Sustainability is the possibility that humans
and other life will flourish on Earth forever.
Reducing unsustainability, although critical,
will not create sustainability.
I am currently taking a course named after one of the texts we are using, The New Jim Crow, by Michelle Alexander. The main theme is the scandalous mass incarceration of young black men as a result of the “War on Drugs” policies over the past several decades. Bolstered by several Supreme Court decisions that supported police sweeps without significant grounds, the young black male population has become virtually decimated in many urban communities. They have been jailed for either drug possession or drug dealing, most often without a trial, being induced to plea bargain with prosecutors threatening draconian mandatory sentencing guidelines.
This issue is, by itself, worth following. I encourage you to get and read a copy of Alexander’s book. If your sensitivities are at all like mine, reading it will produce more than a few sleepless nights, but this is not the point I want to make in this post. Although drug-related criminal justice is becoming more rational, the idea that drugs are addictive and therefore bad for human well-being, therefore those using or providing the stuff should be punished. But shouldn’t this idea be extended to those who produce addiction in any form, so long as the addiction is harmful. Addiction refers to a particular habit that is very strongly embedded in one’s behavioral norms and also creates a harmful consequence along with whatever the user considers beneficial.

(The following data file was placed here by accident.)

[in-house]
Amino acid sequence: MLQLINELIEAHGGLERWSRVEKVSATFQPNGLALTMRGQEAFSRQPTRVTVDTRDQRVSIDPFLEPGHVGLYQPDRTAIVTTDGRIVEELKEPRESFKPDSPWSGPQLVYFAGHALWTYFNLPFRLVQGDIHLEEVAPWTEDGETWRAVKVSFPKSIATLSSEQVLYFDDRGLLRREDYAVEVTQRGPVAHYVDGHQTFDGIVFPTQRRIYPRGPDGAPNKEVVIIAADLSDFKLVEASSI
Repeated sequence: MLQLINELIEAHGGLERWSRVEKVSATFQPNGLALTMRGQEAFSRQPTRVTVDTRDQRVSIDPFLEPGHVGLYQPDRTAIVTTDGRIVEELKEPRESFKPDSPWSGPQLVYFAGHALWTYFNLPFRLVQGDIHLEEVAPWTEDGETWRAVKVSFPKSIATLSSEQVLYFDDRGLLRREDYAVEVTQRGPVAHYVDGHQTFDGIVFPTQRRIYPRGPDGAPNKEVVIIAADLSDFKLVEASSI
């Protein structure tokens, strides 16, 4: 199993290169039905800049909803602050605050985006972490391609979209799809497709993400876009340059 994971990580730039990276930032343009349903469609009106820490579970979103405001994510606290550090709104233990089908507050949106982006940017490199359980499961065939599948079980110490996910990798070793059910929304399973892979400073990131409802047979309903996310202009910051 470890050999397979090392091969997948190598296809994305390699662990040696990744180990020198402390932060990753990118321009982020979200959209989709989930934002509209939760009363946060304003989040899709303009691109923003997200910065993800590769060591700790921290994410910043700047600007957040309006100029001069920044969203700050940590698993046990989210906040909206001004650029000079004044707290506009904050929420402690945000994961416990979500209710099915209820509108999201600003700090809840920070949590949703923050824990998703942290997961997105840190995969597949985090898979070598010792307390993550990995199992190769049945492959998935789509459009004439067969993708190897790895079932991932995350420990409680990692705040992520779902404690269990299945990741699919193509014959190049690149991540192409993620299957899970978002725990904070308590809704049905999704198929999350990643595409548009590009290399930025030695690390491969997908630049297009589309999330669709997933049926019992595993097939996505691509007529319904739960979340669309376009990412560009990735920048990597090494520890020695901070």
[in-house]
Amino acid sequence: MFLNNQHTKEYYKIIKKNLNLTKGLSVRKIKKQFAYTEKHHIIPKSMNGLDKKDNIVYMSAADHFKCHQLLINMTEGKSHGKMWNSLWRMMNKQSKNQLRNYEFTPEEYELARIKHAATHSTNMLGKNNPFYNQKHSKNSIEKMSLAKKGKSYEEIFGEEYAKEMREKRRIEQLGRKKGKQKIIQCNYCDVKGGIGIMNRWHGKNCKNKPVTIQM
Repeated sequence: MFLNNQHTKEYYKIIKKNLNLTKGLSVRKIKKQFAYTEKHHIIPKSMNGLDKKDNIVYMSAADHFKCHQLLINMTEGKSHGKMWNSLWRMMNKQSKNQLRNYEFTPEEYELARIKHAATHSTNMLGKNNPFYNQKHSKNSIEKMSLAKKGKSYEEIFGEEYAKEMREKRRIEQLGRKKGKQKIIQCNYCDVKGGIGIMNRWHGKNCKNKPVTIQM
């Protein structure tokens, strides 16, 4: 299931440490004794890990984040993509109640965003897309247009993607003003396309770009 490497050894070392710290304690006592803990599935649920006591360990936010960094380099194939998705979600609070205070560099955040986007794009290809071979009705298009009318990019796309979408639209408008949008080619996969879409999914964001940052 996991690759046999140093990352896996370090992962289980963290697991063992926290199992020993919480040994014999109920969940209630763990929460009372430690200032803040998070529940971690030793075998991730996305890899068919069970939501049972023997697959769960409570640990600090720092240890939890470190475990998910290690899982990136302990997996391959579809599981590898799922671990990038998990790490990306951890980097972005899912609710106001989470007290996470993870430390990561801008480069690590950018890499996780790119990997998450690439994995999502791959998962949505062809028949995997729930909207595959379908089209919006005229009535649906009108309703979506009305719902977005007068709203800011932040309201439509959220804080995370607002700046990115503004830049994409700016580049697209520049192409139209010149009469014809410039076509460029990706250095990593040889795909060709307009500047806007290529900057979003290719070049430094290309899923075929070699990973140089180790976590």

Drug addiction eats away at the health of the user and produces additional consequences: criminal activity. These are not mere side-effects. They are just as much a result of the addiction as is the primary reason for it. Crime is an example of a societal consequence that accompanies the private set of benefits and costs. People are addicted to bad food habits, leading to obesity and to social costs in the form of higher medical costs. Many are addicted to alcohol, with outcomes similar to the case just above. Alcoholics cause many deaths every year via drunk driving and suffer impaired relationships at home and at work. We tolerate these and many other addictions in spite of the harms caused to others and to society in general. Recent political and legislative activities indicate that we are beginning to question the severity of the severe criminalization associated with drugs.